All students at the University of Miami are expected to adhere to the academic standards in order to uphold the integrity of the institution. As members of the UM community, it is important that students as well as families understand the Honor Code as well as Student Rights and Responsibilities.
All students, full- and part-time, are responsible for reading, understanding, and upholding the University of Miami Honor Code, which was established to: Protect the academic integrity of the University of Miami, encourage consistent ethical behavior among students, and to foster a climate of fair competition. The Honor Council investigates complaints, determines the facts in a given case and, upon finding a violation of the Honor Code, assign appropriate sanctions. The Honor Council also proctors exams, makes Honor Code presentations to individual classes, and provides campus-wide programming.
Undergraduate Honor Code
By reason of its responsibility to promote its educational purpose, the University of Miami has the inherent right to preserve order and maintain stability through the setting of standards of conduct and the prescribing of procedures for the enforcement of such standards. The foundation underlying the prescription of student standards at the University of Miami is the tenet that the exercise of individual rights must be accompanied by an equal amount of responsibility. This assures that the same rights are not denied to others. By accepting membership in the University community, a student acquires rights in, as well as responsibilities to, the whole University community.
Student Rights and Responsibilities Handbook
Office Spotlight: LGBTQ Student Center
Opening its doors with an official opening on Thursday, August 25, 2016, the inaugural LGBTQ Student Center on campus serves as a nexus for the community of LGBTQ+ students and their allies. The center is housed in the Division of Student Affairs and located on the second floor of the Whitten University Center on the Coral Gables campus. The center is led by Director Dr. Van Bailey, who is committed to being on the cutting edge of identity-based work through a full-calendar of programming and peer-mentoring opportunities. The Center also serves as a safe space to study and socialize for LGBTQ+ students and their allies on campus.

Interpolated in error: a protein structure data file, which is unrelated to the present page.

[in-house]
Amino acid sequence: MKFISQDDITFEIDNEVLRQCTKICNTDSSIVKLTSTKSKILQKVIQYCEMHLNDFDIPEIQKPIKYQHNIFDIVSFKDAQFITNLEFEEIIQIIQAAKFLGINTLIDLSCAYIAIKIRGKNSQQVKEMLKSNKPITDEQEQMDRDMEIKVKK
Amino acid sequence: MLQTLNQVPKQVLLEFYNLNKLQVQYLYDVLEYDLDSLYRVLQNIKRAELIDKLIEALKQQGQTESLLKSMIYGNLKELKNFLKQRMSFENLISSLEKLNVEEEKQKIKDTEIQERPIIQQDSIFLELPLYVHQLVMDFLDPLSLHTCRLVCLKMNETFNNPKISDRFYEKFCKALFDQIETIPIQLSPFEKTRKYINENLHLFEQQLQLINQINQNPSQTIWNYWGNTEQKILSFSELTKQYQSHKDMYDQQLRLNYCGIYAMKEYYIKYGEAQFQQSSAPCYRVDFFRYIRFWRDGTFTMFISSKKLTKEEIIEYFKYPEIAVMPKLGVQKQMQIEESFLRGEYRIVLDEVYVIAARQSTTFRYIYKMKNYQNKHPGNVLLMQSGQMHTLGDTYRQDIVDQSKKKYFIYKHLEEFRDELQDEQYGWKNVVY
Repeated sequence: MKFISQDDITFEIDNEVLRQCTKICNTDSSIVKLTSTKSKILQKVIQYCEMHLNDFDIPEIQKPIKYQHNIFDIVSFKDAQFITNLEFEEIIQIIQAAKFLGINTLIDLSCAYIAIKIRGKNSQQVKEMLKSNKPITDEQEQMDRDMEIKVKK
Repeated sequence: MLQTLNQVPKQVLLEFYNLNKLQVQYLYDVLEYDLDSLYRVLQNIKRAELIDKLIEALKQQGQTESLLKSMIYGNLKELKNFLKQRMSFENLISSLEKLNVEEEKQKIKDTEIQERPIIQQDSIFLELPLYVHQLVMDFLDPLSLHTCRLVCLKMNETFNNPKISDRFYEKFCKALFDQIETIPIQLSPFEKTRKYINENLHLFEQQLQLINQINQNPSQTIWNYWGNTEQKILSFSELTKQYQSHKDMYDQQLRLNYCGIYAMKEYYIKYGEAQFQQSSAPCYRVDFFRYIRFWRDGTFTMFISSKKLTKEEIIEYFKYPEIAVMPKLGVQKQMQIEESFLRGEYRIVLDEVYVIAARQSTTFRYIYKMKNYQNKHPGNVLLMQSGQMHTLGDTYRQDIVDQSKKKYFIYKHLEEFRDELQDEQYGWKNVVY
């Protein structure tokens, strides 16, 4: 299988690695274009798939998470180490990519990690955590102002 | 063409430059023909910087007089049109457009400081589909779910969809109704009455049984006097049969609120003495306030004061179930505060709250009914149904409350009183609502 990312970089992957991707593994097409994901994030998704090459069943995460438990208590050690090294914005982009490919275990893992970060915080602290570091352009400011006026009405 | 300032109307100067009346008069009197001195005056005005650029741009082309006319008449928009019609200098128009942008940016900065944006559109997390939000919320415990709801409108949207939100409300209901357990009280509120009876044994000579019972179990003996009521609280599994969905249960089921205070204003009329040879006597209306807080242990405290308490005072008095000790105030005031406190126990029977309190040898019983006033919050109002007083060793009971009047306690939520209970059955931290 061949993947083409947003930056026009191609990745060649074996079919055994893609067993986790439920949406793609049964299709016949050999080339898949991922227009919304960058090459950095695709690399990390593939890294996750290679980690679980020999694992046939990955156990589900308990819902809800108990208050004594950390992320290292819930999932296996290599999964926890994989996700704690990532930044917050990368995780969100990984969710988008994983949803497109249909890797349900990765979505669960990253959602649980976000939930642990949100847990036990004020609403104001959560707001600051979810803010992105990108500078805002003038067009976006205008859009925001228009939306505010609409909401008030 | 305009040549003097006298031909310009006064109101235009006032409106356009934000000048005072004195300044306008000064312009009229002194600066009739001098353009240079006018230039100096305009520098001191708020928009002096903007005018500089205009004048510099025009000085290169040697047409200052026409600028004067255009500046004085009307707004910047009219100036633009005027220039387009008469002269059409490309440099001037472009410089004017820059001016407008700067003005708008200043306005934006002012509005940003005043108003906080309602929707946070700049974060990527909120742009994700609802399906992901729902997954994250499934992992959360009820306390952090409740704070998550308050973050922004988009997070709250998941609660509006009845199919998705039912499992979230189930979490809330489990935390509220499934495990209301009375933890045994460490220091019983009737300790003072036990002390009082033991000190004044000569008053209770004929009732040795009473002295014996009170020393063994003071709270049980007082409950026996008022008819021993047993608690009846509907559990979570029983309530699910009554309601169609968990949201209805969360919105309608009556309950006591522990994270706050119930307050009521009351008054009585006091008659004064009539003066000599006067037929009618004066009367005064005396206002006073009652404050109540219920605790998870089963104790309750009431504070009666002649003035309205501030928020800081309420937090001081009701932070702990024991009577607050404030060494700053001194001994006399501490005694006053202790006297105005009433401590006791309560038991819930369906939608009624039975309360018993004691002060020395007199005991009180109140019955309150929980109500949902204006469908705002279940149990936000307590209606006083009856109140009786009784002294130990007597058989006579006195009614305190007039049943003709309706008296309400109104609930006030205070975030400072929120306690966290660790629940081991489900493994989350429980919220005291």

University of Miami LGBTQ Student Center
Dealing with Homesickness
Beginning college is a time of transition for your entire family. It is a time for parents and caretakers to shift from the role of “manager” to the role of “consultant” and a time for students to complete their transition from adolescence to adulthood. It a time of holding on and letting go. Starting college is incredibly exciting, but it can also bring up feelings of sadness, loss, and anxiety for both students and families. Here are some tips to help your student cope with this beginning time of transition.
- Validate and normalize any feelings your student may be having, especially anxiety and homesickness.
- Remind your student that it may take some time to find their niche in college and encourage them to be open to meeting new people.
- Instead of quickly stepping in to resolve problems, listen to your college student and ask them how you can be helpful.
- Stay in touch with your student, be it via social media, text, skype, email or phone. Create a regular communication routine. For example, every Sunday night have a phone conversation.
- Send care packages to let them know you are thinking about them.
- Remind your student (and yourselves) that college is a big academic transition from high school. Students may need time to learn how to be a college student and performance expectations may not be met initially. Be patient, understanding and supportive.
- Visit, but not too often. Allow your student a chance to introduce their college life with you.